These articles were created as part of the course work for “Live Exchange” the foundational course on communication for The MBA Design Strategy Program at California College of the Arts. Read more about the project here.

6 responses

  1. What a great, simple idea. I like the “infomercial approach” to sustainable products, but you seem to touch on a greater issue. Green marketers need to, like any other marketer, establish need for the product. In this case, the “product” is not only the item, but sustainability.

    How else do you think that marketers can simultaneously get consumer buy-in for their products and sustainability as a whole? I see how some companies could feel uneasy about environmentally evangelizing while selling because sustainability has (unfortunately) become a politicized, divisive issue in some circles. Do you think that the format about which you speak could be a particularly good tool to get buy-in from environmental sustainability laggards? The DBA pen example is excellent; do you have any other tips for creating an effective campaign like theirs?

    Thanks for the thought-proviking article.

  2. I really enjoyed reading this article, I think you hit the nail right on the head.

    Referring to Sun Chip, I think it is hard for a lot of marketers to make the transition from traditional marketing to green marketing. I believe that the big problem with Sun Chips marketing was that they did not understand what they needed to do in order to make the bag successful. I would think that Sun Chip would of brought in a test group and found out that the majority of customer do not understand the benefits of the noisy bag, then would of launched a campaign to educate everyone about it.

    I think a great example of educating the public on what a company is doing is Domino’s pizza, always trying to answer whatever question the customer has and trying to stay in front of it. At least that is what they are doing now. By changing their pizza, Domino’s created a buzz and now they are continuing to stay in front of what the customer want, answers to what the problem was and why they changed it.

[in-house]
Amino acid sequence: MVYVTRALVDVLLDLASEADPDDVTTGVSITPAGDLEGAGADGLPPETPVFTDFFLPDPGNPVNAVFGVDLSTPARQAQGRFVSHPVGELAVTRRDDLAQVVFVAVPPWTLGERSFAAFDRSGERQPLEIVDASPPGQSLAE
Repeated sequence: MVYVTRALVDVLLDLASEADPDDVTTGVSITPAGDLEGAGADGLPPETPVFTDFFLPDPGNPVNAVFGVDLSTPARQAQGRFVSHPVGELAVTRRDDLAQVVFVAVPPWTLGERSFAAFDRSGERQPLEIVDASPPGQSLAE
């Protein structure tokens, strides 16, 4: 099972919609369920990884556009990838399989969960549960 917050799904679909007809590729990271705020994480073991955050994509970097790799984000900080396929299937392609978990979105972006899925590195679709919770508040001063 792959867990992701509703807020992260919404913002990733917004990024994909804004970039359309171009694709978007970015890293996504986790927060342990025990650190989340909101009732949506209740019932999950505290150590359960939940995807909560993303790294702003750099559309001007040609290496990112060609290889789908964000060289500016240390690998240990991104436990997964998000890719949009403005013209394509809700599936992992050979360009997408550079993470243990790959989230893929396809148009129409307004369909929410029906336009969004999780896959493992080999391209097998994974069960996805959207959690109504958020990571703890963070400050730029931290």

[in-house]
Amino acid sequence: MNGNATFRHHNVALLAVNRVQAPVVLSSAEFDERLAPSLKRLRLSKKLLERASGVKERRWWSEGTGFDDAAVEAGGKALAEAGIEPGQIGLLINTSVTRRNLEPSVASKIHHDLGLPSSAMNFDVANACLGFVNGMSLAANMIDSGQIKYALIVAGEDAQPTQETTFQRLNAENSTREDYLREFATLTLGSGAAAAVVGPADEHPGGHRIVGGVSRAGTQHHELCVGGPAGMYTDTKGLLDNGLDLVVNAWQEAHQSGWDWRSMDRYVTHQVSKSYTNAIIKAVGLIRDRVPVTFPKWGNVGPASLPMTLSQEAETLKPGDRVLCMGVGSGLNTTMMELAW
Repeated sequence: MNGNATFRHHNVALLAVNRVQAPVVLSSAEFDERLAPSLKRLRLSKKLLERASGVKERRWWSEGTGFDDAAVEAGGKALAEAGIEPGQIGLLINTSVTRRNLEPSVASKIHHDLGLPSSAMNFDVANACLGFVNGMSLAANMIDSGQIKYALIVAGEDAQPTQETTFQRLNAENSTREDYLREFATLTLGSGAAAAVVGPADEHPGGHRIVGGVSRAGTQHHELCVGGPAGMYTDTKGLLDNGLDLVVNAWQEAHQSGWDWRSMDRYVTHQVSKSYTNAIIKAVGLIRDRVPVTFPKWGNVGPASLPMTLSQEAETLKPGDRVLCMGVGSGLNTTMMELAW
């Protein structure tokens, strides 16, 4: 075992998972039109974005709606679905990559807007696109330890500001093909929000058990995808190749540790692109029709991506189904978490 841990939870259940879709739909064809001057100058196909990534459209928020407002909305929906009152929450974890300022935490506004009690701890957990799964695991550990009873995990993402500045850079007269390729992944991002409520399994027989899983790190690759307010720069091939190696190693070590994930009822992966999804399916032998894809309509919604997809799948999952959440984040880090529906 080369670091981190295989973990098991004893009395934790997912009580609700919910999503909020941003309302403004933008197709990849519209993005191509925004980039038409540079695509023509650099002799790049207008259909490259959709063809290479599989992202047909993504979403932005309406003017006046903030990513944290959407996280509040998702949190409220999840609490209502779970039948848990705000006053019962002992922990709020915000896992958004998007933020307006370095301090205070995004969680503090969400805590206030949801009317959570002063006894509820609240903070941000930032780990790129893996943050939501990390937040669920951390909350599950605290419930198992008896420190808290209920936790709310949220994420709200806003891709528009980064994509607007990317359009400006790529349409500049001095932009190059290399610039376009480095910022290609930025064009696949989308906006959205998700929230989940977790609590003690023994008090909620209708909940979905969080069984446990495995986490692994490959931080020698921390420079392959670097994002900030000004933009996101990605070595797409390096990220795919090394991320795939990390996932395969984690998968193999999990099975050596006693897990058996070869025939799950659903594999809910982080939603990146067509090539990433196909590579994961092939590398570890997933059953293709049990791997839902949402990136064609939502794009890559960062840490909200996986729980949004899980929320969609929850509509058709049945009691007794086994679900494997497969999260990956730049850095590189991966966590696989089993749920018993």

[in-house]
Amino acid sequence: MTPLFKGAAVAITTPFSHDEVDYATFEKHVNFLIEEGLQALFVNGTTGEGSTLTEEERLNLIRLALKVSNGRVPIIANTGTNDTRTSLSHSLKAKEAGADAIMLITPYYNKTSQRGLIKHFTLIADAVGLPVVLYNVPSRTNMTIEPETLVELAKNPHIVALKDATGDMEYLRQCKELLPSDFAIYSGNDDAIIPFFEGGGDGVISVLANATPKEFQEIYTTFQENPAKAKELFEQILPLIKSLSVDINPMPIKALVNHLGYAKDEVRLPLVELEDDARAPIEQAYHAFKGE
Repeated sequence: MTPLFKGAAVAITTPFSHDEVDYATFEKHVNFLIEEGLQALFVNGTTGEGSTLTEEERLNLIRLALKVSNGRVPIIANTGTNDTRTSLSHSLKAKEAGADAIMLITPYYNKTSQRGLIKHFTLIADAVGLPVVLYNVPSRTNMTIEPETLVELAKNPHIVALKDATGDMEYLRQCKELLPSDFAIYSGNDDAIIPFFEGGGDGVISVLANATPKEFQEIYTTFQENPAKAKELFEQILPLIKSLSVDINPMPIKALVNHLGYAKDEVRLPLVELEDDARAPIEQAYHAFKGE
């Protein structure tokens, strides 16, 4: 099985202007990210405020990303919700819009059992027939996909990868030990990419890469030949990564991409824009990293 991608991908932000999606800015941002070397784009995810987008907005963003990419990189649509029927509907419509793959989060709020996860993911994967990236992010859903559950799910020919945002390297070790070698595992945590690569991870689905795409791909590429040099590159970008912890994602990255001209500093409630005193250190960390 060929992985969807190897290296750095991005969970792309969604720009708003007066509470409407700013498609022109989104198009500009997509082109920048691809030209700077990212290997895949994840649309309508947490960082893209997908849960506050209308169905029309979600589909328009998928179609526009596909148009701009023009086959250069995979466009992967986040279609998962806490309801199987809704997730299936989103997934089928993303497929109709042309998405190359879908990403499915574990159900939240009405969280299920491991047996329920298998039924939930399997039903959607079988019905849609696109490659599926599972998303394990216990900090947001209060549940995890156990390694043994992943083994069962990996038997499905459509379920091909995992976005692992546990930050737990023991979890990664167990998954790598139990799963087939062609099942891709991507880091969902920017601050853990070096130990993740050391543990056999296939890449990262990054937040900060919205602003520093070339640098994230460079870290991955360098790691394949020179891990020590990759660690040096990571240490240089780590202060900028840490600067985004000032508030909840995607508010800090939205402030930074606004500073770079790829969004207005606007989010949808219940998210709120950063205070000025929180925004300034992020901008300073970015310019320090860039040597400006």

1. That is a great point, it really related to the fact that there is a market hurdle for green products. I am puzzled that how so many products out there selling on infomercials while report said that energy star equipment sales in foodservice industry for example only count for 5% of the total sales.
      Typically, there is a little extra cost associated with the green products. and the channel cost will magnify that cost by said 3x and making the green product to be less attractive. that makes it difficult to fight with the less efficient products on the market.
      It will be great that some network, or organization can set up a green channel, or a green section in an existing channel to serve the product promotion of the green products. This can be organized as an effective market force for green products.

  3. People complaining about noisy chip bags!?!?! I love it! People are soooooo weird! I figure the noisier the bag, the crunchier the chip. Which makes me think that I sure do hope those aurally sensitive types chew those crunchy chips with their mouths closed!

    Good job Mr. Chung, pointing out the paradoxes facing modern providers of our every whim!

  4. Agreed, marketing is about communicating value (and my marketing prof would argue, also about creating that value). I wish Sun Chips would have held the line while explaining to the customers why a little noise goes a long way in saving the world, one bag at a time.

    P.S. I’m an officer in the Design + Business Club at the Ross School of Business (University of Michigan). We should collaborate some time.

  5. I think you’ve missed the point here. The best and most successful infomercials clearly identify a problem and then give you a solution. Whether or not your opinion is that the gadgets are “useless, cheap products that bring little to our lives yet add to the clutter of our consumer existence”, the fact of the matter is, their marketing message hits home with some segment of the viewing consumer. direct response is one of the best measurement tools in advertising…simply put, you air an infomercial and immediately know whether the product is viable or not from the response you get. In the direct response world we know that certain products do not work – prevention is one…and the other is green or sustainable. It’s not that marketers need to educate consumers that these things are good for you…it’s that a majority of consumers see no need and therefore do not desire them. Maybe one should look at sales histories to determine a product’s viability before launching.